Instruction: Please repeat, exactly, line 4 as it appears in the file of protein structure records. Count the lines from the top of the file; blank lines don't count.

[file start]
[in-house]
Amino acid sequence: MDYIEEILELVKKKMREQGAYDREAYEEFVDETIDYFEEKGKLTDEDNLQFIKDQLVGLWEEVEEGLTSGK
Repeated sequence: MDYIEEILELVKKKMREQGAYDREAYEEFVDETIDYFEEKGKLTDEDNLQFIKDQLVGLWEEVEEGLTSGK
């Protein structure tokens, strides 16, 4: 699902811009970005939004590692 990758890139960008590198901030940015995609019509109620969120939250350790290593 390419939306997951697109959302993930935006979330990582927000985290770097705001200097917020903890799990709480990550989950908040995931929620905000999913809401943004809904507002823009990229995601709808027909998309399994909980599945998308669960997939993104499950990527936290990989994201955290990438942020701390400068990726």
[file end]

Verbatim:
């Protein structure tokens, strides 16, 4: 699902811009970005939004590692 990758890139960008590198901030940015995609019509109620969120939250350790290593 390419939306997951697109959302993930935006979330990582927000985290770097705001200097917020903890799990709480990550989950908040995931929620905000999913809401943004809904507002823009990229995601709808027909998309399994909980599945998308669960997939993104499950990527936290990989994201955290990438942020701390400068990726």